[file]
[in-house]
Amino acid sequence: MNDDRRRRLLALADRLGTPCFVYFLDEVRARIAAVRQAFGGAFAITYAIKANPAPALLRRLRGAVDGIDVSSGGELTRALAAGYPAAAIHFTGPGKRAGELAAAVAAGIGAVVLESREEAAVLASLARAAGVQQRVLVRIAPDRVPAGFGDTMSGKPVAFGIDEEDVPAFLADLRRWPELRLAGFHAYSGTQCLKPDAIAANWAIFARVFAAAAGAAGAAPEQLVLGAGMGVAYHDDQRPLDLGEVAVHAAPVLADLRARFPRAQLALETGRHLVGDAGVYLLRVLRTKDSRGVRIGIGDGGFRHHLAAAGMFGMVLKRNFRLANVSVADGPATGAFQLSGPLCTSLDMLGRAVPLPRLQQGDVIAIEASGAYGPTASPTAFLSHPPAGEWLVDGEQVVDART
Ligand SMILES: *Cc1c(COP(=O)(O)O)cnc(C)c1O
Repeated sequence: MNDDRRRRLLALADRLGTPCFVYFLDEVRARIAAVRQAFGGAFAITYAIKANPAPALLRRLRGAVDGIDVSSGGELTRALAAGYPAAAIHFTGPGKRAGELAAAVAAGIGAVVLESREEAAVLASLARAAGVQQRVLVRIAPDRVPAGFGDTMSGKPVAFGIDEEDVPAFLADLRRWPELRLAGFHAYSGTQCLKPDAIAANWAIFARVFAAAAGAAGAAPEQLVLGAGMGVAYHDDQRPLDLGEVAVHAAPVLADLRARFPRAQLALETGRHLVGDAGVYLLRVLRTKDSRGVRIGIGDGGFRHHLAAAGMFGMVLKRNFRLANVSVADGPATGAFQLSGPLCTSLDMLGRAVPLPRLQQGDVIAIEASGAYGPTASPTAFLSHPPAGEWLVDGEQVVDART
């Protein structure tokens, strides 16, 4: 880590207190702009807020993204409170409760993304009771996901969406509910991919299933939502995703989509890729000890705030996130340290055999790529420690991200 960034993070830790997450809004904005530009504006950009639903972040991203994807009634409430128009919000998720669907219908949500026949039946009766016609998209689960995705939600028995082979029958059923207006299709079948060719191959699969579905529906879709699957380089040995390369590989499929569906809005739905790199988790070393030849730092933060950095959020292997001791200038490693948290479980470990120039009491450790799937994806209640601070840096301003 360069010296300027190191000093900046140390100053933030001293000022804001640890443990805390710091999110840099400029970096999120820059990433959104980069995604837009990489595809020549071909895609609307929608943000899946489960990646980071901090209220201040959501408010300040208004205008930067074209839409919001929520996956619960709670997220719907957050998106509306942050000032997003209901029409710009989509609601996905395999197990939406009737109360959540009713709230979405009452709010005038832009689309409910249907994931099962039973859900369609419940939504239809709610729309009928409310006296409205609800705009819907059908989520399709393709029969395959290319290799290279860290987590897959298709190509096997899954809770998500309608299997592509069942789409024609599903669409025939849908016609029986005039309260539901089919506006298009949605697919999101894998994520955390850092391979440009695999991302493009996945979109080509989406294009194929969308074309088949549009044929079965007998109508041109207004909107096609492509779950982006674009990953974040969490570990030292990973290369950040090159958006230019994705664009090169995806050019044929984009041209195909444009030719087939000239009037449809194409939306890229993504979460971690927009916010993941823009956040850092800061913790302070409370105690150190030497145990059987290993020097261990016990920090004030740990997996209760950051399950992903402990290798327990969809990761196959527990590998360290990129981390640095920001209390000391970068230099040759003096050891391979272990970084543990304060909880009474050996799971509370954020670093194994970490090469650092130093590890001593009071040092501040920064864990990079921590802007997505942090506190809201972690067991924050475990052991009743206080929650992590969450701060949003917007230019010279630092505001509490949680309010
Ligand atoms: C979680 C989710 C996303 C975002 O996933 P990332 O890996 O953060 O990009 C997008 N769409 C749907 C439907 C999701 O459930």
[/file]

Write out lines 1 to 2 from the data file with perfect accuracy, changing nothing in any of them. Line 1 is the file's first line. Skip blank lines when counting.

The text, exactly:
[in-house]
Amino acid sequence: MNDDRRRRLLALADRLGTPCFVYFLDEVRARIAAVRQAFGGAFAITYAIKANPAPALLRRLRGAVDGIDVSSGGELTRALAAGYPAAAIHFTGPGKRAGELAAAVAAGIGAVVLESREEAAVLASLARAAGVQQRVLVRIAPDRVPAGFGDTMSGKPVAFGIDEEDVPAFLADLRRWPELRLAGFHAYSGTQCLKPDAIAANWAIFARVFAAAAGAAGAAPEQLVLGAGMGVAYHDDQRPLDLGEVAVHAAPVLADLRARFPRAQLALETGRHLVGDAGVYLLRVLRTKDSRGVRIGIGDGGFRHHLAAAGMFGMVLKRNFRLANVSVADGPATGAFQLSGPLCTSLDMLGRAVPLPRLQQGDVIAIEASGAYGPTASPTAFLSHPPAGEWLVDGEQVVDART